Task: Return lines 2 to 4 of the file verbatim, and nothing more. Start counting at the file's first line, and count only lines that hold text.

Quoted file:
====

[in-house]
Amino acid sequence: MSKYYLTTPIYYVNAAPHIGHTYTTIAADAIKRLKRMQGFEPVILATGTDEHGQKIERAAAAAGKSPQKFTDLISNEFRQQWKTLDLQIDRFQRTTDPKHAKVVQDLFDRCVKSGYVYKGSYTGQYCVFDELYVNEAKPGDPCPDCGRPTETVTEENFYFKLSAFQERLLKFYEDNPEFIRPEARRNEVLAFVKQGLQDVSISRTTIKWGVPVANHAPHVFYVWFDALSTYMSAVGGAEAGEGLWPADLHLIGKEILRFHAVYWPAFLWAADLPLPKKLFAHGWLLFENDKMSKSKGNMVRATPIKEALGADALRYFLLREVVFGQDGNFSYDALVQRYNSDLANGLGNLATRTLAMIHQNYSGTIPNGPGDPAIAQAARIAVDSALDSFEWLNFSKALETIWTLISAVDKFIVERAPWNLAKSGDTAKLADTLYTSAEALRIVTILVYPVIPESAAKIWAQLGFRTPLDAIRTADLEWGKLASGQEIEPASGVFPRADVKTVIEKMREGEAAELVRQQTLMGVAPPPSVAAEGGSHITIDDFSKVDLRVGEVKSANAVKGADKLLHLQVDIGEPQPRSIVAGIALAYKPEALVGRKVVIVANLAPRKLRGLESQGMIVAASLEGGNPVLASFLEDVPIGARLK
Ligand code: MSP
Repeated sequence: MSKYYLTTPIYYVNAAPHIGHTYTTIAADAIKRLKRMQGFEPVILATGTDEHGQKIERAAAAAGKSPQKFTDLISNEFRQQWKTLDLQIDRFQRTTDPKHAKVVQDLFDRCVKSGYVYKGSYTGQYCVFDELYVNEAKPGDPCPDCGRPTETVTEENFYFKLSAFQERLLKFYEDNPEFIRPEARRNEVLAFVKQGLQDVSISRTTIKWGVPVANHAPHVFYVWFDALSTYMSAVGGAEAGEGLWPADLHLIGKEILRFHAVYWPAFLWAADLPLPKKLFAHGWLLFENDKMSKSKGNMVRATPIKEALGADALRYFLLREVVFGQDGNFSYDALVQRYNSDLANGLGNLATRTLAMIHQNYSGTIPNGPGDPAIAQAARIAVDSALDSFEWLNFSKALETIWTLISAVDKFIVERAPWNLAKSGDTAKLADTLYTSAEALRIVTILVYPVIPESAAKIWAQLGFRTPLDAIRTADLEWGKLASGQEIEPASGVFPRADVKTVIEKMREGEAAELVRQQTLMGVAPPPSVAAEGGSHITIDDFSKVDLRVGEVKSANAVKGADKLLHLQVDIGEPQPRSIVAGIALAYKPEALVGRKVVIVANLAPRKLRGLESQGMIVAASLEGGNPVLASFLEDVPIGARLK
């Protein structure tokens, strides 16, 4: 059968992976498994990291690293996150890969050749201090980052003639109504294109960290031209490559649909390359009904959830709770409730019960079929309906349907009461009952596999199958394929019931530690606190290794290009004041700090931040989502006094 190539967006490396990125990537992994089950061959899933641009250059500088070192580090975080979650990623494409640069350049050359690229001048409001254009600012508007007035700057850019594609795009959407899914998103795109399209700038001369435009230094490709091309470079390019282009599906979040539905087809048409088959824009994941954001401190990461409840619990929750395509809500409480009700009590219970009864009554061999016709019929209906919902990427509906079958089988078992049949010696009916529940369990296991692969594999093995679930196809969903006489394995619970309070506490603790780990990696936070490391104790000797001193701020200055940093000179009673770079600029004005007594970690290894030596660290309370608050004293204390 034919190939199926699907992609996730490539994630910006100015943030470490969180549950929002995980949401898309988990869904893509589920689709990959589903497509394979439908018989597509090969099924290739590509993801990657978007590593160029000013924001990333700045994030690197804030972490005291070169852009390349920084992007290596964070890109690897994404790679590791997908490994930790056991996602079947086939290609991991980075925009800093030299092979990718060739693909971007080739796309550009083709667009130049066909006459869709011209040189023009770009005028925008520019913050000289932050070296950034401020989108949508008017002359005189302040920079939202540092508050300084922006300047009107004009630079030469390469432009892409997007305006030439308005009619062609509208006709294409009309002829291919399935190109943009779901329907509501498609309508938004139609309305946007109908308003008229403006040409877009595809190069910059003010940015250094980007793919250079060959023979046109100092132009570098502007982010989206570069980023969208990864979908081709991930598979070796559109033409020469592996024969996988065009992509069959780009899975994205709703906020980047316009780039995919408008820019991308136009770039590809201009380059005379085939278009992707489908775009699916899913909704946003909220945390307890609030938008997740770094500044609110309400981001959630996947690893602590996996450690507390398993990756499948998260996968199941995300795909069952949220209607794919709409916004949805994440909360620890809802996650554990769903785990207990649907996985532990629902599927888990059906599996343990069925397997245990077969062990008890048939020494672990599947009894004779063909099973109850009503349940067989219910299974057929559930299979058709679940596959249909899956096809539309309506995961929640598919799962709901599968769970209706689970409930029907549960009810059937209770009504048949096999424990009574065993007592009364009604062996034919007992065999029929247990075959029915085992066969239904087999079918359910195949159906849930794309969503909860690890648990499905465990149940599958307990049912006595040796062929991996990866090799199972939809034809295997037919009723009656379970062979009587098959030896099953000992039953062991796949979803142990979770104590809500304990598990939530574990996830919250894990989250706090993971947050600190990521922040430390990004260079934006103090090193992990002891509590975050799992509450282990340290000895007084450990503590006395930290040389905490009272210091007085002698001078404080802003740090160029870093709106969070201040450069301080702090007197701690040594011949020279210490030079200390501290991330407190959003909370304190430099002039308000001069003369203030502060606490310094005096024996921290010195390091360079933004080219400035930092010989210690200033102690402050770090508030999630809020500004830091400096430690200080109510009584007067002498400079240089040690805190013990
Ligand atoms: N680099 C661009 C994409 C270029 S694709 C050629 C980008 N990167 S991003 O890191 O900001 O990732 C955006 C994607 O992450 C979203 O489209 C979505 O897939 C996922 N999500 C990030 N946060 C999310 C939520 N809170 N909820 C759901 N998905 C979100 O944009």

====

Amino acid sequence: MSKYYLTTPIYYVNAAPHIGHTYTTIAADAIKRLKRMQGFEPVILATGTDEHGQKIERAAAAAGKSPQKFTDLISNEFRQQWKTLDLQIDRFQRTTDPKHAKVVQDLFDRCVKSGYVYKGSYTGQYCVFDELYVNEAKPGDPCPDCGRPTETVTEENFYFKLSAFQERLLKFYEDNPEFIRPEARRNEVLAFVKQGLQDVSISRTTIKWGVPVANHAPHVFYVWFDALSTYMSAVGGAEAGEGLWPADLHLIGKEILRFHAVYWPAFLWAADLPLPKKLFAHGWLLFENDKMSKSKGNMVRATPIKEALGADALRYFLLREVVFGQDGNFSYDALVQRYNSDLANGLGNLATRTLAMIHQNYSGTIPNGPGDPAIAQAARIAVDSALDSFEWLNFSKALETIWTLISAVDKFIVERAPWNLAKSGDTAKLADTLYTSAEALRIVTILVYPVIPESAAKIWAQLGFRTPLDAIRTADLEWGKLASGQEIEPASGVFPRADVKTVIEKMREGEAAELVRQQTLMGVAPPPSVAAEGGSHITIDDFSKVDLRVGEVKSANAVKGADKLLHLQVDIGEPQPRSIVAGIALAYKPEALVGRKVVIVANLAPRKLRGLESQGMIVAASLEGGNPVLASFLEDVPIGARLK
Ligand code: MSP
Repeated sequence: MSKYYLTTPIYYVNAAPHIGHTYTTIAADAIKRLKRMQGFEPVILATGTDEHGQKIERAAAAAGKSPQKFTDLISNEFRQQWKTLDLQIDRFQRTTDPKHAKVVQDLFDRCVKSGYVYKGSYTGQYCVFDELYVNEAKPGDPCPDCGRPTETVTEENFYFKLSAFQERLLKFYEDNPEFIRPEARRNEVLAFVKQGLQDVSISRTTIKWGVPVANHAPHVFYVWFDALSTYMSAVGGAEAGEGLWPADLHLIGKEILRFHAVYWPAFLWAADLPLPKKLFAHGWLLFENDKMSKSKGNMVRATPIKEALGADALRYFLLREVVFGQDGNFSYDALVQRYNSDLANGLGNLATRTLAMIHQNYSGTIPNGPGDPAIAQAARIAVDSALDSFEWLNFSKALETIWTLISAVDKFIVERAPWNLAKSGDTAKLADTLYTSAEALRIVTILVYPVIPESAAKIWAQLGFRTPLDAIRTADLEWGKLASGQEIEPASGVFPRADVKTVIEKMREGEAAELVRQQTLMGVAPPPSVAAEGGSHITIDDFSKVDLRVGEVKSANAVKGADKLLHLQVDIGEPQPRSIVAGIALAYKPEALVGRKVVIVANLAPRKLRGLESQGMIVAASLEGGNPVLASFLEDVPIGARLK